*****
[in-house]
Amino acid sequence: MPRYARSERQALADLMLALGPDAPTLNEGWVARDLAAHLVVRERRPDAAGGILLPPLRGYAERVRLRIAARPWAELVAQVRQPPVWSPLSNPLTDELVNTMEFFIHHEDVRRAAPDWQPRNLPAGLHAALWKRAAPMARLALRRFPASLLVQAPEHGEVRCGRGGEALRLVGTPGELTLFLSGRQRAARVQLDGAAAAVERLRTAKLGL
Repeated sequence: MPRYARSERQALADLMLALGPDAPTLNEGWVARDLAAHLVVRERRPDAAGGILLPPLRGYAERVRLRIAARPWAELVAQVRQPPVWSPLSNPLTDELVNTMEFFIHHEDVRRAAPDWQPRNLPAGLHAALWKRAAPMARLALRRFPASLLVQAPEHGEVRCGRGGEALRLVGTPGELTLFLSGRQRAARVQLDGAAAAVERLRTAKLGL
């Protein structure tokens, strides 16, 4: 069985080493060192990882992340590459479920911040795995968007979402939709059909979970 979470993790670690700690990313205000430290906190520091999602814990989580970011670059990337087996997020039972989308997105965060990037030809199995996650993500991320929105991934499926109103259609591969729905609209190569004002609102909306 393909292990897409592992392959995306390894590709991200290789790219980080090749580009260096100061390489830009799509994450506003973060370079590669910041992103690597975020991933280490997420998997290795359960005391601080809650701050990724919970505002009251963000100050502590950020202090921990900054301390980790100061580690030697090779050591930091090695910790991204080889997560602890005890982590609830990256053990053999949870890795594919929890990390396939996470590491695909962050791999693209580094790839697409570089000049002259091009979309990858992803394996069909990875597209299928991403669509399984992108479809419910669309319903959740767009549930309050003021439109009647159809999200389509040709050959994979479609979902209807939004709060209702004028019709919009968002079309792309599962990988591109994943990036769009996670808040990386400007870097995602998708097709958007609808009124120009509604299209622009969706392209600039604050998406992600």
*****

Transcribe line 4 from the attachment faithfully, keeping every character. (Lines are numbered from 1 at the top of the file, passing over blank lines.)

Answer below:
């Protein structure tokens, strides 16, 4: 069985080493060192990882992340590459479920911040795995968007979402939709059909979970 979470993790670690700690990313205000430290906190520091999602814990989580970011670059990337087996997020039972989308997105965060990037030809199995996650993500991320929105991934499926109103259609591969729905609209190569004002609102909306 393909292990897409592992392959995306390894590709991200290789790219980080090749580009260096100061390489830009799509994450506003973060370079590669910041992103690597975020991933280490997420998997290795359960005391601080809650701050990724919970505002009251963000100050502590950020202090921990900054301390980790100061580690030697090779050591930091090695910790991204080889997560602890005890982590609830990256053990053999949870890795594919929890990390396939996470590491695909962050791999693209580094790839697409570089000049002259091009979309990858992803394996069909990875597209299928991403669509399984992108479809419910669309319903959740767009549930309050003021439109009647159809999200389509040709050959994979479609979902209807939004709060209702004028019709919009968002079309792309599962990988591109994943990036769009996670808040990386400007870097995602998708097709958007609808009124120009509604299209622009969706392209600039604050998406992600």